Mufamadi silent on politicians’ names in De Ruyter corruption claims — dangles carrot of more info in closed-door session
Presidential security advisor Sydney Mufamadi declined to name the high-ranking politicians linked to corruption by Eskom's former CEO André de Ruyter, but confirmed much of those claims when he appeared before Parliament's Standing Committee on Public Accounts on Friday.
The meeting of 5 July 2022 on the Eskom corruption investigations between the then still Eskom CEO André de Ruyter, Public Enterprises Minister Pravin Gordhan and one of his advisors, who remained unnamed, emerged not as an in passing, on the hop meeting but as a proper briefing in the account presidential security advisor Sydney Mufamadi gave MPs.
And while no actual reports were distributed — to date the minister, the Eskom board, the Hawks and SAPS indicated they did not have such a report — De Ruyter talked off documents to give “a sense of the pervasiveness of criminality” at Eskom.
“There was nothing to take away but what was said to us was enough to give the advice that I then gave, namely that Mr De Ruyter must interact with the law enforcement agencies,” Mufamadi on Friday told Parliament’s public spending watchdog, the Standing Committee on Public Accounts (Scopa).
“Was there any name-dropping? Yes, there was,” he said, later adding being able to recall those names, “but I don’t want to raise your hopes… I do not want to mention names”.
It would not have been possible to take names of “high-level politicians” without verification to President Cyril Ramaphosa as he would have asked for proof. And that only the police could do. And referring De Ruyter to police was his advice when requested.
“If there was a hope that I would take the report to the President, that hope was not expressed to me… There was no report given to me which I would then carry and hand over to the president.”
The quest for names that prevailed over previous meetings of Scopa on the De Ruyter claims, made initially in a televised e.tv interview and then his book, seemed to have dissipated. ANC MPs were pushing the securocrat’s secrecy line — from critical infrastructure, or the democratic label for the apartheid-era national key points like Eskom, top secret vetting requirements and the state’s intelligence services.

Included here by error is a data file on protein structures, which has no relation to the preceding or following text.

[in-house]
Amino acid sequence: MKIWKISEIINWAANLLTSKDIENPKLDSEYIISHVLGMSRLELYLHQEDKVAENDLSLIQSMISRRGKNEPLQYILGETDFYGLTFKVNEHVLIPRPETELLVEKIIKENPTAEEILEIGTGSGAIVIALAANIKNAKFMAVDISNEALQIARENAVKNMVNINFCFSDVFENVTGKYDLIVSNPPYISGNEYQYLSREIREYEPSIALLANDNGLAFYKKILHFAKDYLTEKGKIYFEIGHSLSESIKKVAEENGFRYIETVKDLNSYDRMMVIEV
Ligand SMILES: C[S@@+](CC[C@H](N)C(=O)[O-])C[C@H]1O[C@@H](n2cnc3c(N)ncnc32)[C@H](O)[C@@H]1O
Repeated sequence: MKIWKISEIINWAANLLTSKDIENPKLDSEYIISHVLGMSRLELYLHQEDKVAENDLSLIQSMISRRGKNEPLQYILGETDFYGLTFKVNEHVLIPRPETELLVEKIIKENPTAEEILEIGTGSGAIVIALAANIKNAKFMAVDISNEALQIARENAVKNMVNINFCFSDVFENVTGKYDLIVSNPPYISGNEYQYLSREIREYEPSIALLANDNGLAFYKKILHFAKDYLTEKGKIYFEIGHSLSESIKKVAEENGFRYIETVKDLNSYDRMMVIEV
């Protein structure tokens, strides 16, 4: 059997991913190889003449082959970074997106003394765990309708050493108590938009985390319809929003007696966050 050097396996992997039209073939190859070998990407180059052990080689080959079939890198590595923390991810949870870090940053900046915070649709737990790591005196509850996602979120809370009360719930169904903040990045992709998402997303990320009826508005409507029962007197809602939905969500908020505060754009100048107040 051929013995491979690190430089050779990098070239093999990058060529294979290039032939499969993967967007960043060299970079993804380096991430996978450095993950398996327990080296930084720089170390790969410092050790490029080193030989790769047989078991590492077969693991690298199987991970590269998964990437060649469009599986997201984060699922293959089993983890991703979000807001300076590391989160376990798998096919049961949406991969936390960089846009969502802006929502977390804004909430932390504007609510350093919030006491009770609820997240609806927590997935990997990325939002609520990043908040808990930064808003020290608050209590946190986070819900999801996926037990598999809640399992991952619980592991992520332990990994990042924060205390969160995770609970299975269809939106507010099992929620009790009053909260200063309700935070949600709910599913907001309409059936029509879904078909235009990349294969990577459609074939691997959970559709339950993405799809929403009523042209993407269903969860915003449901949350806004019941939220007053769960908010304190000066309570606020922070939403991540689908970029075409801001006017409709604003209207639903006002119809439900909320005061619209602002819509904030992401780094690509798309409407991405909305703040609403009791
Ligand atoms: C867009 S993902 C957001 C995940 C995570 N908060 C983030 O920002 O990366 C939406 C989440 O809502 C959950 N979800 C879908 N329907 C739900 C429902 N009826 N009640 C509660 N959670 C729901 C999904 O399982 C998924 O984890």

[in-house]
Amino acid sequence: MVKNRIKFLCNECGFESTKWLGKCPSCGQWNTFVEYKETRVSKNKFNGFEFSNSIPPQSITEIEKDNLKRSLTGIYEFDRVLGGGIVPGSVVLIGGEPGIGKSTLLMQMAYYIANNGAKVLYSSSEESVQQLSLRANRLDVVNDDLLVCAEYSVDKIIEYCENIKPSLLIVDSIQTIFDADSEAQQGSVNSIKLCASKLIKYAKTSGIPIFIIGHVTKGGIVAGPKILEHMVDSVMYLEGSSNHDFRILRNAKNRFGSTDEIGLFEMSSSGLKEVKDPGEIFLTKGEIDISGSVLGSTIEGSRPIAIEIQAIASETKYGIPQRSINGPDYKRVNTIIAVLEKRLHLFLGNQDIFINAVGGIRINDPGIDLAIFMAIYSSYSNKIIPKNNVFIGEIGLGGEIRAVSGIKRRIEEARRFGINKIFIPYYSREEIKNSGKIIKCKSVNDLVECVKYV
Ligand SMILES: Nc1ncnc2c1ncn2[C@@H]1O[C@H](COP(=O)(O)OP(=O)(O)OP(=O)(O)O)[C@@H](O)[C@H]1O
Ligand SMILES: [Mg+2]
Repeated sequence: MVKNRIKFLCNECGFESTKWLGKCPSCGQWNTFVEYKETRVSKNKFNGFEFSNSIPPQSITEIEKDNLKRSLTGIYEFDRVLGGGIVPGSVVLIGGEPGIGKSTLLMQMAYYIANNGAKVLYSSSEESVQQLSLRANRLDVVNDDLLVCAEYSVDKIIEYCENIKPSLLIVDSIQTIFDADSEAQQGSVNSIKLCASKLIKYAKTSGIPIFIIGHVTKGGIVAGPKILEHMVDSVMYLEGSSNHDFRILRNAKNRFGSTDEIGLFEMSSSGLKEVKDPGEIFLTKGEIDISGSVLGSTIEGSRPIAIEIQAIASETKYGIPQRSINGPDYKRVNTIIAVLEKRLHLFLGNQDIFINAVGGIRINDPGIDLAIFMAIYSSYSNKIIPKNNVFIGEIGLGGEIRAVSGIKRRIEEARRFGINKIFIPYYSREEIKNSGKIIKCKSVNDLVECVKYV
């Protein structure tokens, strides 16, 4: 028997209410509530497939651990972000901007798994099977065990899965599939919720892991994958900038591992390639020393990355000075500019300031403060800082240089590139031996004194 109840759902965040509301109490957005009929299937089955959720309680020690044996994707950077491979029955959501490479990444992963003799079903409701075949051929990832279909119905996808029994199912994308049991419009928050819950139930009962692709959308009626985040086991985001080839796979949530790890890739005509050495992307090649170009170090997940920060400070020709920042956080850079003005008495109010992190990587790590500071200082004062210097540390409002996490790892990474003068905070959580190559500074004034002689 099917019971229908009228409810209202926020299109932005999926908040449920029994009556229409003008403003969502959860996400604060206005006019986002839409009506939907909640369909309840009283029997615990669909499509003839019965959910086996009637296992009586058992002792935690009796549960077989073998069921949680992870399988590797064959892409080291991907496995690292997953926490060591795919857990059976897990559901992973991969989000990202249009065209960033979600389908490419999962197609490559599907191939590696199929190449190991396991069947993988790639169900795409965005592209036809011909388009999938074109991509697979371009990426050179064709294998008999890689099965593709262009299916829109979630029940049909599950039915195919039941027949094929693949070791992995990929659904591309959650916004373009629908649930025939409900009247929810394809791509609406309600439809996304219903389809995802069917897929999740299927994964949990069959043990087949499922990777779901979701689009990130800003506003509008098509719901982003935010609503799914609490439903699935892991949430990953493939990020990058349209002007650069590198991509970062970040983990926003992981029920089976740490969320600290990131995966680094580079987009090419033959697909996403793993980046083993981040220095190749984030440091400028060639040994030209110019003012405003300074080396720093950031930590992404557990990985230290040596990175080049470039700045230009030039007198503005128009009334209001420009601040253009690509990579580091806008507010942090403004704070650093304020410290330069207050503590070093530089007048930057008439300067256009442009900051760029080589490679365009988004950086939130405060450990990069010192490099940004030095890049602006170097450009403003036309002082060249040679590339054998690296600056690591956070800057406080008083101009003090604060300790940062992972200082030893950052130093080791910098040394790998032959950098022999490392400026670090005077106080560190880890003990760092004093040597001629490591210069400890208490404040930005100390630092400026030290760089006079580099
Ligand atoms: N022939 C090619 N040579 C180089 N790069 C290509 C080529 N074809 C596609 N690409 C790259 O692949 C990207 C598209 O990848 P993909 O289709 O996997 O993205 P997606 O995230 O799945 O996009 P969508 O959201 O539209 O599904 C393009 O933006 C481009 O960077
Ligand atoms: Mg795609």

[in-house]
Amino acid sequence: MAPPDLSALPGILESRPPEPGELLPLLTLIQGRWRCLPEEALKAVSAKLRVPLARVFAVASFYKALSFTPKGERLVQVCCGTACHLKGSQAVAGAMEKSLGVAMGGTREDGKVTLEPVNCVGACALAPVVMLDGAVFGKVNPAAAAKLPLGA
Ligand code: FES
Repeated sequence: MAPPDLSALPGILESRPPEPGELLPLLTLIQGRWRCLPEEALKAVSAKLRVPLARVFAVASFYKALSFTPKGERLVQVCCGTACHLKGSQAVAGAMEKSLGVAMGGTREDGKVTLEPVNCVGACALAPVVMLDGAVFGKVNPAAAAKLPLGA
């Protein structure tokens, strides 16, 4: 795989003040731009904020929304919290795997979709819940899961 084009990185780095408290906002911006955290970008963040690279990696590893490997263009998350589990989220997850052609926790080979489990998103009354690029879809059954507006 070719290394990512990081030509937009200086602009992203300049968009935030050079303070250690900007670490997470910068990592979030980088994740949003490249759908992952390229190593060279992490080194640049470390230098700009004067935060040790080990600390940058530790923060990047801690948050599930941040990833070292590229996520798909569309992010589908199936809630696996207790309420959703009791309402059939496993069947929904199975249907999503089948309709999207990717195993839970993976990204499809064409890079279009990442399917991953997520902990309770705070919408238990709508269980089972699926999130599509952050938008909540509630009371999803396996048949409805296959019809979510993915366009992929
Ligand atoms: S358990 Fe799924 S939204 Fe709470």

Much of MPs’ questions focused on De Ruyter’s privately-funded, intelligence-driven investigation into corruption and fraud that cost Eskom not only an estimated R1-billion a month but also led to continual plant breakdowns.
When asked about the lack of security clearance of the company that investigated the corruption at a security-restricted so-called critical infrastructure, Mufamadi sidestepped replying,
“… (I)f you were the president and you were asking me this question at an appropriate place, I would be giving you an answer.”
It was one of a handful of occasions Mufamadi, smiling and softly spoken, declined to answer.
And yet Eskom was defined as a risk to national security — in the absence of an updated national security strategy, and one that is publicly available. This first emerged at Scopa when the SAPS briefed the committee on the national energy priority committee, established under NatJoints, the National Joint Operational and Intelligence Structure that brings together cops, spooks and soldiers in an entity that is not established in law and regulation, and which does not account publicly.
“The problems at Eskom are very serious. It goes to the heart of national security… The antenna of the state system has been raised to this issue… The progress will be reported at the right platforms at the right time,” said Mufamadi as he seemed to downplay his role.
“I drive on my own lane”, he said in describing his role as strategic and supportive of Ramaphosa’s national security responsibilities, more of a cog in the wheels rather than a single conduit for intelligence and such. The president received reports and information for a plethora of people, and he “may or not tell me what has been reported to him”.
From his comments, it became clear Mufamadi had followed previous Scopa engagements not only with the SAPS, Hawks and Special Investigating Unit (SIU), but also the Eskom board and Public Enterprises Minister Pravin Gordhan.
Read more in Daily Maverick: It’s politics, stupid — Eskom board, executives and Scopa knock heads over who knew what about private corruption probe and Sidestepping questions, Gordhan lashes De Ruyter for ‘messianic and hero figure’ tendencies
Mufamadi was lawyered up with senior counsel Azhar Bham who was on the Zoom call with Scopa.
As a former minister and MP, Mufamadi knows about Parliament’s constitutional responsibility to conduct its business in the open. Section 59(1) of the Constitution states “The National Assembly may not exclude the public, including the media… unless it is reasonable and justifiable to do so in an open and democratic society”.
And yet he advised Scopa to sit behind closed doors. If it did so, it might be possible that more information might be shared.
“If I were to give you advice, you need to sometimes check… if you want to know more than you can be given on this platform, whether you shouldn’t also try to do so in closed sessions.”
While such a carrot rather than the stick suggestion may play to parliamentarians’ security and secrecy titillations, it does little for accountability in a constitutional democracy.
Whatever is shared in secret can’t make it into parliamentary reports, deliberations and recommendations. And that does not contribute in assisting to get to the bottom of the Eskom saga, entwined as it is in politics, corruption and governance missteps. Or as Gordhan had described this — State Capture 2.0. DM